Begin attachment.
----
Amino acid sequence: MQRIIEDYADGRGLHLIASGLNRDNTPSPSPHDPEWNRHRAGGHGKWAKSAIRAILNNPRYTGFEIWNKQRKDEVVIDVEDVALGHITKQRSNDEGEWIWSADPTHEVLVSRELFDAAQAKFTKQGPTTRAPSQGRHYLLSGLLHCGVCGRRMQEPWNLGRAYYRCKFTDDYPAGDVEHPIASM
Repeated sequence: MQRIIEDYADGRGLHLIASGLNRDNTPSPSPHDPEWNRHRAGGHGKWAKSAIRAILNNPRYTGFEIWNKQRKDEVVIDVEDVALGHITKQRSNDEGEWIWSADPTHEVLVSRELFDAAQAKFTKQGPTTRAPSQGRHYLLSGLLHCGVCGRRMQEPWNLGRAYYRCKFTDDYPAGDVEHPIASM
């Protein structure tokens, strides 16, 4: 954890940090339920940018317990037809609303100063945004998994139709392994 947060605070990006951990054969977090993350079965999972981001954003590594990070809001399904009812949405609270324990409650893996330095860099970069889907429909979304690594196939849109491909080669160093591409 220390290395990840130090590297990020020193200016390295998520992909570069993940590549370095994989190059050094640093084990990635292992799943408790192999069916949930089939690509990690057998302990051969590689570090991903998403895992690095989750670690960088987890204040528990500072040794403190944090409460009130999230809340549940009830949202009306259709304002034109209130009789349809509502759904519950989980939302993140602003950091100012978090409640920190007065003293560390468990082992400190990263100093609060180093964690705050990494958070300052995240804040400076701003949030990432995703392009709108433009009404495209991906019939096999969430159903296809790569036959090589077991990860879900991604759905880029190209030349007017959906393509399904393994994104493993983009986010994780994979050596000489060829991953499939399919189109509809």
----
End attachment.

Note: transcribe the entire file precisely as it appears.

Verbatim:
Amino acid sequence: MQRIIEDYADGRGLHLIASGLNRDNTPSPSPHDPEWNRHRAGGHGKWAKSAIRAILNNPRYTGFEIWNKQRKDEVVIDVEDVALGHITKQRSNDEGEWIWSADPTHEVLVSRELFDAAQAKFTKQGPTTRAPSQGRHYLLSGLLHCGVCGRRMQEPWNLGRAYYRCKFTDDYPAGDVEHPIASM
Repeated sequence: MQRIIEDYADGRGLHLIASGLNRDNTPSPSPHDPEWNRHRAGGHGKWAKSAIRAILNNPRYTGFEIWNKQRKDEVVIDVEDVALGHITKQRSNDEGEWIWSADPTHEVLVSRELFDAAQAKFTKQGPTTRAPSQGRHYLLSGLLHCGVCGRRMQEPWNLGRAYYRCKFTDDYPAGDVEHPIASM
């Protein structure tokens, strides 16, 4: 954890940090339920940018317990037809609303100063945004998994139709392994 947060605070990006951990054969977090993350079965999972981001954003590594990070809001399904009812949405609270324990409650893996330095860099970069889907429909979304690594196939849109491909080669160093591409 220390290395990840130090590297990020020193200016390295998520992909570069993940590549370095994989190059050094640093084990990635292992799943408790192999069916949930089939690509990690057998302990051969590689570090991903998403895992690095989750670690960088987890204040528990500072040794403190944090409460009130999230809340549940009830949202009306259709304002034109209130009789349809509502759904519950989980939302993140602003950091100012978090409640920190007065003293560390468990082992400190990263100093609060180093964690705050990494958070300052995240804040400076701003949030990432995703392009709108433009009404495209991906019939096999969430159903296809790569036959090589077991990860879900991604759905880029190209030349007017959906393509399904393994994104493993983009986010994780994979050596000489060829991953499939399919189109509809």